The question of bias arises when an employer uses an investigator who is – or who appears to be – vested in the investigation. In some cases, employers use an internal investigator who is involved in some way with the incidents being investigated.  If the investigator witnessed an incident that is part of the investigation, he or she cannot be an impartial investigator; he or she is now a witness.  Similarly, employers often use an internal investigator who is in the reporting chain of the person being investigated.  In this case, the investigator may be susceptible to pressure and may not be able to be neutral.  Finally, an investigator may have supervisory authority over witnesses or the accused, which will affect the perception of their credibility and, thus, the credibility of the investigation itself.

Even if an internal investigator who is in the reporting chain with the accused employee or with witnesses is impartial, a jury may still believe that the investigator couldn’t remain neutral.  Likewise, employees who might complain to the employer and must rely on the employer to keep the workplace free from harassment may perceive that the employer is not taking steps to eliminate harassment if they believe that the person who investigates misconduct is motivated to find that misconduct does not exist.   If this happens, employees will be unwilling to bring complaints to the employer’s attention and to subject themselves to an investigatory interview.

To this end, the EEOC Guidance provides that a person accused of wrongdoing “should not have supervisory authority over the individual who conducts the investigation and should not have any direct or indirect control over the investigation.” In other words, the investigator should have no stake in the outcome of the investigation.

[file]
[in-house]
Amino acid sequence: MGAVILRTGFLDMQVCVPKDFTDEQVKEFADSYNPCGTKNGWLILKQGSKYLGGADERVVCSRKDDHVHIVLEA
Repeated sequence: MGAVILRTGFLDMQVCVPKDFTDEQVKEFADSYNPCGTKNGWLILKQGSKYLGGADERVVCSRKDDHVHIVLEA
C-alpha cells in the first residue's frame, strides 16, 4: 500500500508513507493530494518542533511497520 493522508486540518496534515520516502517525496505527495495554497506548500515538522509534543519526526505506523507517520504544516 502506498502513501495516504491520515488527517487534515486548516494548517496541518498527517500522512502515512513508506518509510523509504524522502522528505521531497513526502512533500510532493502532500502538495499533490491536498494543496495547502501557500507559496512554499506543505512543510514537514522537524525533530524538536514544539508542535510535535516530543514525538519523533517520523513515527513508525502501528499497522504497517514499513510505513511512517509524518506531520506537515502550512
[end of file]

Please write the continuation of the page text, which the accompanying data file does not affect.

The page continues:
Employers have several options when selecting an appropriate investigator.  The employer may choose an internal human resources professional who is adequately trained in workplace investigations. The employer may choose in-house counsel, or elect to retain outside counsel.

Often, the facts and circumstances weigh in favor of outside counsel. If, as discussed above, the level or position of the employee being investigation, or of witnesses or others involved in the investigation, create a dynamic that would make it difficult for an internal investigator to be – or appear – impartial, the employer should retain an outside investigator. These situations arise, for example, when the accused is a high-level company executive or is within the legal or human resources department. In addition, many small and medium sized businesses simply do not have anyone internal who is trained and qualified to conduct an investigation.  In some cases, the complaining party or the accused retains counsel, which increases the complexity of the investigation.  In other cases, the complaint alleges criminal conduct.  In all of these cases, the employer is well-advised to retain an outside investigator.